The Master Project, which is open for MA students, is a design project run over the course of a semester. The project, framed within a thematic investigation, is carried out in small groups, each contributing to a wider group study of a given situation and project. A specific neighbourhood or context is chosen in a European city within which students act on a variety of sites.
The main design engages with three overall themes: programme - examining arrangements of use and the spatial potential in the plan, type - exploring how type informs use and affects our experience and construction – seeking a rigorous and conceptual understanding of construction.
Underlying these themes is an interest in atmosphere in relation to experience and adjustment in relation to place. In the last two years emphasis has been given in the teaching to the programmatic theme of spatial planning and then to building type or typology. This year we are focusing on construction.
When we refer to construction we do so as both an artistic and practical endeavour. We encourage construction ideas which, through their strategy and detail, reinforce the idea of the building, the space within and the space between. We expect a practical understanding and an appropriate respect for structure and material. What we seek overall is an expression of an appropriate character, atmosphere and presence through the physicality of construction. Our interest is in the relationships between building, place and use. We therefore prioritise a phenomenological approach to the study of this theme which is analytical but based upon ideas and concepts rather than rules and dogma.
WS 23/24 – Master Project
Inner-city living in Regensburg
The growing demand for housing is creating incessant pressure within European cities and a need to develop unused space or re-use existing structures within city centres. the Inner-city fabric provides opportunities, but also requires a sensitive approach to the need for privacy and daylight and creative ideas in plan and section. Projects located within the historic inner city are often muted or invisible from the street, not revealing their complexity, extent or spatial richness. Often only a limited facade expression is possible in relation to their scale. Accessed through passageways, courtyards or directly off the street these projects unfold to reveal their scale and it is only from the inside that they can be fully perceived.
The interior elevations are often the primary public face of the project. They are primarily experienced as ‘inner worlds’ and it is interesting to consider what this means for their architectural identity.
This semester we shall explore how a residential development could be organized within an historic urban block. We wish to propose scenarios that offer characterful daylight and special moments of communal engagement, and the motivation to create a collection of fine rooms
and interior spaces is at the centre of our thinking.
We shall be considering the interfaces between the very public character of urban space and the much more private domestic space. The role of a courtyard or multiple courtyards, stairways and landings act as catalysts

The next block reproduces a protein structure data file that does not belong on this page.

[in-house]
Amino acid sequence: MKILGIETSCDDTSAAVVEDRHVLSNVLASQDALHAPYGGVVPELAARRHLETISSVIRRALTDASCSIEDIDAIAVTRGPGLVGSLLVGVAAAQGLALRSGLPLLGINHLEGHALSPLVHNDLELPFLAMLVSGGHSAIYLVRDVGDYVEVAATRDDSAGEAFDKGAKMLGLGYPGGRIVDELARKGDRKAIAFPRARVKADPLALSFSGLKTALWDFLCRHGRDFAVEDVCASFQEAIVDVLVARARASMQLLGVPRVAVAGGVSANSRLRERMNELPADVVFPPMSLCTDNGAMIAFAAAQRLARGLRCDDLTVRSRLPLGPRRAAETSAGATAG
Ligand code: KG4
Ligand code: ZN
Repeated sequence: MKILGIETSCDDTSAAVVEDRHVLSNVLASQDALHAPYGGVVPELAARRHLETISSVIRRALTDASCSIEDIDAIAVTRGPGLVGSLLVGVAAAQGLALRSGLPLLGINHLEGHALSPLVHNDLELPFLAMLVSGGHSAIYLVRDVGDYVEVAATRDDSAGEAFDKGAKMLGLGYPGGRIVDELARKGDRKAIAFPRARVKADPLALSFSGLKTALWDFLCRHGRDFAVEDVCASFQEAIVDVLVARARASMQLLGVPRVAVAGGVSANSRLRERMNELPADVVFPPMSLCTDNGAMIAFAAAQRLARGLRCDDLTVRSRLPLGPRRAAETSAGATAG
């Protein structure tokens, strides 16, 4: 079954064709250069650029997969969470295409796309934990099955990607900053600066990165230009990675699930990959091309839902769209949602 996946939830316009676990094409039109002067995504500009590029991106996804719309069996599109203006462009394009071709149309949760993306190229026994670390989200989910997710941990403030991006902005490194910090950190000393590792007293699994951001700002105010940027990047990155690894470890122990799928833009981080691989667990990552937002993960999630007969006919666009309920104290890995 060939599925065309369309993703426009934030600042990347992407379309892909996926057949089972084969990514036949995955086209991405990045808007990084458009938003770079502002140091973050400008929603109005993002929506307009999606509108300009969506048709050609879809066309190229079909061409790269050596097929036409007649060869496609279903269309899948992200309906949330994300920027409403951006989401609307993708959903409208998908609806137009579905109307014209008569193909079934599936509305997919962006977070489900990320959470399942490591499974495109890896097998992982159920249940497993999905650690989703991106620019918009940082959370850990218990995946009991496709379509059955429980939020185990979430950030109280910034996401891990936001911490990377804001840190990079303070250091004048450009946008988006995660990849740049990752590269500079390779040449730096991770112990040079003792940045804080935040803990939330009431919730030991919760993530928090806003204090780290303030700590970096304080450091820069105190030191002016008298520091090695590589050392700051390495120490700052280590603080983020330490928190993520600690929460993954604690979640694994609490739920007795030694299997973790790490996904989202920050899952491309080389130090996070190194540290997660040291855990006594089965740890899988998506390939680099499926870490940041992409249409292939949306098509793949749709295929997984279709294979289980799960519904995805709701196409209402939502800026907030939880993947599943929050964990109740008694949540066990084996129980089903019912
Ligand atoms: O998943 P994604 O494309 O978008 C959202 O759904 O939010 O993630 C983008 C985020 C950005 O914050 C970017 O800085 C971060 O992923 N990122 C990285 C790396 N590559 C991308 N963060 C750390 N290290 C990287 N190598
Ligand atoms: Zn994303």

around which a community may thrive. Our task is to offer insights into how to make architecture that is dignified
and humane in scale, rooted in place and metropolitan in character – with a confident and powerful presence.
We are interested in developing plans that are open to appropriation, where the thresholds between ownerships are blurred or can be changed over time. This may mean that plans have multiple ‘front’ or ‘back’ doors, work
with level changes and create interesting labyrinths in which dwelling can unfold.
The assignment is to design a ‘future-proofed’ building for living and working within an existing urban block in the stone city of Regensburg. One of Germany’s oldest cities founded by the Romans in 179 AD. The city is characterised by the green sandstone quarried from nearby Ihrlerstein and used in many buildings including the Stone Bridge - a material imported to Munich and used for the Münchner Residenz, Alte Pinakothek and the Neue Pinakothek. In keeping with this past tradition, we wish to further develop the use of solid and enduring materials for the primary structure and cladding
for new buildings in the city as an investigation toward more sustainable and low energy construction strategies.
Our semester commences with a field trip to Sardinia to investigate the ancient tradition of Romanesque churches on the island. We will observe their strictly ordered proportions and the way their geometry is adjusted to the ground and site constraints. We will also visit the houses of the Italian architect Alberto Ponis from 1960 onwards. Inspired by the natural landscape and by the island’s ancient traditions, Ponis inserts his houses with great sensitivity into locations dominated
by majestic granite boulders. The houses are accessed by
‘old ways’ or paths that often unfold further into the interior. We are interested in this robustness, the way buildings
come to rest in the ground, working at many levels to form intimate enclosures, passively cooled and of their place.
Stephen Bates and Bruno Krucker, September 2023
Embracing space – Semester brief
Introduction Exercise one
Introduction Exercise two
Instruction Exercise two
Drawing-Instruction Exercise two
Introduction Exercise three
Introduction Exercise four
Introduction Exercise five
Introduction Exercise six
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